Every human being contains within himself vast potentialities, and it is the duty of the adepts to surround the would-be chela with circumstances which shall enable him to take the "right-hand path," — if he have the ability in him. We are no more at liberty to withhold the chance from a postulant than we are to guide and direct him into the proper course. At best, we can only show him after his probation period was successfully terminated — that if he does this he will go right; if the other, wrong. But until he has passed that period, we leave him to fight out his battles as best he may; and have to do so occasionally with higher and initiated chelas such as H.P.B., once they are allowed to work in the world, that all of us more or less avoid. More than that . . . we allow our candidates to be tempted in a thousand various ways, so as to draw out the whole of their inner nature and allow it the chance of remaining conqueror either one way or the other. . . . The victor's crown is only for him who proves himself worthy to wear it; for him who attacks Mara single handed and conquers the demon of lust and earthly passions; and not we but he himself puts it on his brow. It was not a meaningless phrase of the Tathagata that "he who masters Self is greater than he who conquers thousands in battle": there is no such other difficult struggle. If it were not so, adeptship would be but a cheap acquirement.[13]

The period of probation is generally said to last about seven years, although the period may be shortened or lengthened for different reasons. For example, Master K.H. wrote:

The process of self-purification is not the work of a moment, nor of a few months, but of years, nay extending over a series of lives. The later a man begins living the higher life the longer must be his period of probation. For he has to undo the effects of a long number of years spent in objects diametrically opposed to the real goal.[14]

Its nature

As to the nature of this process, Master K.H. wrote:

The mass of human sin and frailty is distributed throughout the life of man who is content to remain an average mortal. It is gathered in and centred, so to say, within one period of the life of a chela — the period of probation. That, which is generally accumulating to find its legitimate issue only in the next rebirth of an ordinary man, is quickened and fanned into existence in the chela — especially in the presumptuous and selfish candidate who rushes in without having calculated his forces.[15]
To be accepted as a chela on probation—is an easy thing. To become an accepted chela—is to court the miseries of “probation”. Life in the ordinary run is not entirely made up of heavy trials and mental misery: the life of a chela who offers himself voluntarily is one long sacrifice. He, who would control hereafter the events of his life here and beyond, has first of all to submit himself to be controlled, yet triumph over every temptation, every woe of flesh and mind. The Chela “on probation” is like the wayfarer in the old fable of the sphinx; only the one question becomes a long series of every day riddles propounded by the Sphinx of Life, who sits by the wayside, and who, unless her ever changing and perplexing puzzles are successfully answered one after the other, impedes the progress of the traveller and finally destroys him.[16]
A chela under probation is allowed to think and do whatever he likes. He is warned and told beforehand: “You will be tempted and deceived by appearances; two paths will be open before you, both leading to the goal you are trying to attain; one easy, and that will lead you more rapidly to the fulfilment of orders you may receive; the other — more arduous, more long; a path full of stones and thorns that will make you stumble more than once on your way; and, at the end of which you may, perhaps, find failure after all and be unable to carry out the orders given for some particular small work, — but, whereas the latter will cause the hardships you have undergone on it to be all carried to the side of your credit in the long run, the former, the easy path, can offer you but a momentary gratification, an easy fulfilment of the task.” The chela is at perfect liberty, and often quite justified from the standpoint of appearances — to suspect his Guru of being “a fraud” as the elegant word stands. More than that: the greater, the sincerer his indignation — whether expressed in words or boiling in his heart — the more fit he is, the better qualified to become an adept. He is free to, and will not be held to account for using the most abusive words and expressions regarding his guru’s actions and orders, provided he comes out victorious from the fiery ordeal; provided he resists all and every temptation; rejects every allurement, and proves that nothing, not even the promise of that which he holds dearer than life, of that most precious boon, his future adeptship — is able to make him deviate from the path of truth and honesty, or force him to become a deceiver.[17]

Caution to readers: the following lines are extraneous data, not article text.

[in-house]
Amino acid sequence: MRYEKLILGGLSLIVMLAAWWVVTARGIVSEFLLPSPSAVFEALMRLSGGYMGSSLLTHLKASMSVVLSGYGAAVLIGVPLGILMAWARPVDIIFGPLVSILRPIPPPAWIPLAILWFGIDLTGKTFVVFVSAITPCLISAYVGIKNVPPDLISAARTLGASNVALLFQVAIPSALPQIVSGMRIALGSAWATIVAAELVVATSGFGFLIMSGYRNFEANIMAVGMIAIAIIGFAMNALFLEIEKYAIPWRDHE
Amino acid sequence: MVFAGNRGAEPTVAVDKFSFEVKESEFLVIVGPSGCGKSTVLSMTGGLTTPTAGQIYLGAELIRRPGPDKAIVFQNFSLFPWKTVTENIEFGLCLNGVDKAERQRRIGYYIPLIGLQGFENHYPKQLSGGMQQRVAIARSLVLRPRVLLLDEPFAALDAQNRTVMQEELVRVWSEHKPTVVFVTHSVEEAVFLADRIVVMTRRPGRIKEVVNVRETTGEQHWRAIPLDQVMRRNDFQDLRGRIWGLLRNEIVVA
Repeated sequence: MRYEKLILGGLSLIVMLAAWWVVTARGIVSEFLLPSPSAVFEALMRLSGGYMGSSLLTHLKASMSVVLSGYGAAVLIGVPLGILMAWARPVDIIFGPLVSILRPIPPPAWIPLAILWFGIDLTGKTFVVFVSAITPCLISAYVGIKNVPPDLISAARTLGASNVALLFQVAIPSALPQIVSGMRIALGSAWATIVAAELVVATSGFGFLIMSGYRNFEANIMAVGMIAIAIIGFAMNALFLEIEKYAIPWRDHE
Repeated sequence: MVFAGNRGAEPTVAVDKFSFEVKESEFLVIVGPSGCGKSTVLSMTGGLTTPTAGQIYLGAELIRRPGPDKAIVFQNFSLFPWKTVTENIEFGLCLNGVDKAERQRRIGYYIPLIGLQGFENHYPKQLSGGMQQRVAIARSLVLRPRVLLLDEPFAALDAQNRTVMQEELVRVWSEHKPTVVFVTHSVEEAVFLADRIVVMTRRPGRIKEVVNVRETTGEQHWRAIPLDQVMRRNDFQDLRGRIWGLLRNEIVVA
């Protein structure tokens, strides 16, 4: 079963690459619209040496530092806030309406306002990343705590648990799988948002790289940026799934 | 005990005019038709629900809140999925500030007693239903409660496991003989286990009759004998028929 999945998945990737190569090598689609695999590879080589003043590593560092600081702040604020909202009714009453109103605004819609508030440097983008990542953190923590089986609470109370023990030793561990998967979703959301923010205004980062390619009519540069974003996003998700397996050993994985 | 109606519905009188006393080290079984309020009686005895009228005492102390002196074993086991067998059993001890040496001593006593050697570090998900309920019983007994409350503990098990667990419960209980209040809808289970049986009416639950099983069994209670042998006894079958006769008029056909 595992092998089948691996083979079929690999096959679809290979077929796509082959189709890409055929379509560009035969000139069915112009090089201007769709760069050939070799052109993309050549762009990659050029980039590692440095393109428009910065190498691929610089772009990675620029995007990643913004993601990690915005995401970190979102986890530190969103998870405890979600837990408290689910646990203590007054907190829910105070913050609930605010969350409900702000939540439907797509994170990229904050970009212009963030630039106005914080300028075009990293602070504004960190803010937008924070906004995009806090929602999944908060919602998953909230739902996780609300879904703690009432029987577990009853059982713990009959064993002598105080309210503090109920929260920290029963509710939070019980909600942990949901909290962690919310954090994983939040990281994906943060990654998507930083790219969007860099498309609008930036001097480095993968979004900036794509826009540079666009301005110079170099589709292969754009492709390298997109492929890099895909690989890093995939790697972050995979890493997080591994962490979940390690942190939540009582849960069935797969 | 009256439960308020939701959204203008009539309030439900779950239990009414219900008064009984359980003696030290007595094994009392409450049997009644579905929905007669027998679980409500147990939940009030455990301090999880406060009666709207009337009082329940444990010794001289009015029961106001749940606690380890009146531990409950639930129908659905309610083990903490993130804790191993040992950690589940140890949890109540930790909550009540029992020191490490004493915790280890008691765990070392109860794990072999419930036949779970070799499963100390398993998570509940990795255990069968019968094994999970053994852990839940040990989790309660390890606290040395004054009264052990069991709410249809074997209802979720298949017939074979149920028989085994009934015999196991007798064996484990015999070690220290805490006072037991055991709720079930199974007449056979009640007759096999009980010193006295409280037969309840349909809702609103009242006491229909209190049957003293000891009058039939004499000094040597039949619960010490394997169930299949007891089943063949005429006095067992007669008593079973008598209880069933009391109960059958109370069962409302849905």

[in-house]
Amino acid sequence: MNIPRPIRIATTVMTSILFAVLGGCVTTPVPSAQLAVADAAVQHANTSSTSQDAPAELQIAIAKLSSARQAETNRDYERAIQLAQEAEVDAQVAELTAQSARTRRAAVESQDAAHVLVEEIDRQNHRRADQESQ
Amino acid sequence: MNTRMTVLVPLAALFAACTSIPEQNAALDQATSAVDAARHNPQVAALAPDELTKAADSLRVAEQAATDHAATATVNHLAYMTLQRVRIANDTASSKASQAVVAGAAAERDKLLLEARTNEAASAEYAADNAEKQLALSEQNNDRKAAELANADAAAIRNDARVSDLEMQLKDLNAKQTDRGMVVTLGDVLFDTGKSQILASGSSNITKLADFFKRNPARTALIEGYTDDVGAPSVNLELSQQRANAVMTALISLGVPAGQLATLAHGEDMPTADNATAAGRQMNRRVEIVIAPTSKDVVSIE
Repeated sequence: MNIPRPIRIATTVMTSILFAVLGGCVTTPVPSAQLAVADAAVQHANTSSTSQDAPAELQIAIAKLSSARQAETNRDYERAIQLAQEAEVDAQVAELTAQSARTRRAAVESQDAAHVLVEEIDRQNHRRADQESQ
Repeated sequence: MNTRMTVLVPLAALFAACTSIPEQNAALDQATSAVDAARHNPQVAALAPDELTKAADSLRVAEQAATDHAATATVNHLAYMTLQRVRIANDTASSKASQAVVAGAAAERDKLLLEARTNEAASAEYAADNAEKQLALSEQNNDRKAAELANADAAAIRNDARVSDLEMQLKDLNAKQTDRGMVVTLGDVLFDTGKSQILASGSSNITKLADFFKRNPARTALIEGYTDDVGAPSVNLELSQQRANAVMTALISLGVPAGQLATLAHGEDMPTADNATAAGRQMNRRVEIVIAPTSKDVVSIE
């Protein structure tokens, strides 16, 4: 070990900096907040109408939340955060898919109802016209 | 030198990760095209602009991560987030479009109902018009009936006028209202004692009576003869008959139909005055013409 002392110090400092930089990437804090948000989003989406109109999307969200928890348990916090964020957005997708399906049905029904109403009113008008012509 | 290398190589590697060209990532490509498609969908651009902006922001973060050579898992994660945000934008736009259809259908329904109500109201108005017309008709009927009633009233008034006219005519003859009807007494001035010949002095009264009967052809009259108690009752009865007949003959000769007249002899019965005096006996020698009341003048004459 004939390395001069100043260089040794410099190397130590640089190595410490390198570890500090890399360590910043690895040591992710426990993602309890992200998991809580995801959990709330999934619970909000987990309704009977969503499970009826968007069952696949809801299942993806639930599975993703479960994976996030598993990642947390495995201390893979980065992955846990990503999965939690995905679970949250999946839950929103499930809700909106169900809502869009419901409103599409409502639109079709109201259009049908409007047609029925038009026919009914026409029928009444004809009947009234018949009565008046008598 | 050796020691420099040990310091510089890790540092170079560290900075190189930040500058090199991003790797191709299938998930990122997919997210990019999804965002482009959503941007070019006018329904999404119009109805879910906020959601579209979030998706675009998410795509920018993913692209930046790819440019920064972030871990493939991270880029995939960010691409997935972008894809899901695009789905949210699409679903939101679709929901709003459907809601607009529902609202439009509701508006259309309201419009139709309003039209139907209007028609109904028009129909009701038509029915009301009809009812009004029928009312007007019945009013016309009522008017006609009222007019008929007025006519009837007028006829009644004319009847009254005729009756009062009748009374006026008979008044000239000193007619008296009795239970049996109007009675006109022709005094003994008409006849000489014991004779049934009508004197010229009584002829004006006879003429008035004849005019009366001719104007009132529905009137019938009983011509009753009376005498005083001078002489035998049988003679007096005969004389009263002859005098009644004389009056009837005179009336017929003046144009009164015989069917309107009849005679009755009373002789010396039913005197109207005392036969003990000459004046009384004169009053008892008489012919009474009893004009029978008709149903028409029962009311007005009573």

See also

Online resources

Articles

Notes

  1. Vicente Hao Chin, Jr., The Mahatma Letters to A.P. Sinnett in chronological sequence No. 92 (Quezon City: Theosophical Publishing House, 1993), 294.
  2. Vicente Hao Chin, Jr., The Mahatma Letters to A.P. Sinnett in chronological sequence No. 131 (Quezon City: Theosophical Publishing House, 1993), 435.
  3. Vicente Hao Chin, Jr., The Mahatma Letters to A.P. Sinnett in chronological sequence No. 74 (Quezon City: Theosophical Publishing House, 1993), 221.
  4. Vicente Hao Chin, Jr., The Mahatma Letters to A.P. Sinnett in chronological sequence No. 110 (Quezon City: Theosophical Publishing House, 1993), 371.
  5. Curuppumullage Jinarājadāsa, Letters from the Masters of the Wisdom First Series No. 18 (Adyar, Madras: The Theosophical Publishing House, 1988), ???.
  6. Helena Petrovna Blavatsky, Collected Writings vol. IV (Wheaton, IL: Theosophical Publishing House, 1991), 611.
  7. Helena Petrovna Blavatsky, Collected Writings vol. IV (Wheaton, IL: Theosophical Publishing House, 1991), 611-612.
  8. Blavatsky, H. P., Collected Writings vol. IX (Wheaton, Ill: Theosophical Publishing House, 1962), 155-162.
  9. Vicente Hao Chin, Jr., The Mahatma Letters to A.P. Sinnett in chronological sequence No. 74 (Quezon City: Theosophical Publishing House, 1993), 227.
  10. Helena Petrovna Blavatsky, Collected Writings vol. IX (Wheaton, IL: Theosophical Publishing House, 1974), 155-156.
  11. Helena Petrovna Blavatsky, Collected Writings vol. IX (Wheaton, IL: Theosophical Publishing House, 1974), 285-286.
  12. Helena Petrovna Blavatsky, Collected Writings vol. IV (Wheaton, IL: Theosophical Publishing House, 1991), 612-613.
  13. Vicente Hao Chin, Jr., The Mahatma Letters to A.P. Sinnett in chronological sequence No. 92 (Quezon City: Theosophical Publishing House, 1993), 299.
  14. Curuppumullage Jinarājadāsa, Letters from the Masters of the Wisdom First Series No. 9 (Adyar, Madras: The Theosophical Publishing House, 1988), ???.
  15. Vicente Hao Chin, Jr., The Mahatma Letters to A.P. Sinnett in chronological sequence No. 134 (Quezon City: Theosophical Publishing House, 1993), 441.
  16. Curuppumullage Jinarājadāsa (comp.), Letters from the Masters of the Wisdom, Second Series (Adyar, Madras: The Theosophical Publishing House, 1977), 124-125.
  17. Vicente Hao Chin, Jr., The Mahatma Letters to A.P. Sinnett in chronological sequence No. 74 (Quezon City: Theosophical Publishing House, 1993), 222.